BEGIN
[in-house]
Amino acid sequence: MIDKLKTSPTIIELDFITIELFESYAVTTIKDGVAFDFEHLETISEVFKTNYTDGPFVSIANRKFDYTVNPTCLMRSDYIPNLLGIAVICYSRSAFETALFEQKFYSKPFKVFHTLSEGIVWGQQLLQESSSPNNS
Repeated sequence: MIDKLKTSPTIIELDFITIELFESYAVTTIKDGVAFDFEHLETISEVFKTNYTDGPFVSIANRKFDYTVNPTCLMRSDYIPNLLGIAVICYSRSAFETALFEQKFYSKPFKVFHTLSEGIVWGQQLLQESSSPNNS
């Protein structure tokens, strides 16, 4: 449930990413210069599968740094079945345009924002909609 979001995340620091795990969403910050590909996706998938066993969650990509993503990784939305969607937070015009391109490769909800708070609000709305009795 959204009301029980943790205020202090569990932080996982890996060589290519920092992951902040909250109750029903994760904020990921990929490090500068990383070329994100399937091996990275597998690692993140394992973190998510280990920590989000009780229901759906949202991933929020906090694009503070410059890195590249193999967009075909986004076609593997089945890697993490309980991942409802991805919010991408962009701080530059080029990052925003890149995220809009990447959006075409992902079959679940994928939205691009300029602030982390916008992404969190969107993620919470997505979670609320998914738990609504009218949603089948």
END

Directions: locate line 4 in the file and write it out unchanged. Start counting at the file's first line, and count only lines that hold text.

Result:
């Protein structure tokens, strides 16, 4: 449930990413210069599968740094079945345009924002909609 979001995340620091795990969403910050590909996706998938066993969650990509993503990784939305969607937070015009391109490769909800708070609000709305009795 959204009301029980943790205020202090569990932080996982890996060589290519920092992951902040909250109750029903994760904020990921990929490090500068990383070329994100399937091996990275597998690692993140394992973190998510280990920590989000009780229901759906949202991933929020906090694009503070410059890195590249193999967009075909986004076609593997089945890697993490309980991942409802991805919010991408962009701080530059080029990052925003890149995220809009990447959006075409992902079959679940994928939205691009300029602030982390916008992404969190969107993620919470997505979670609320998914738990609504009218949603089948």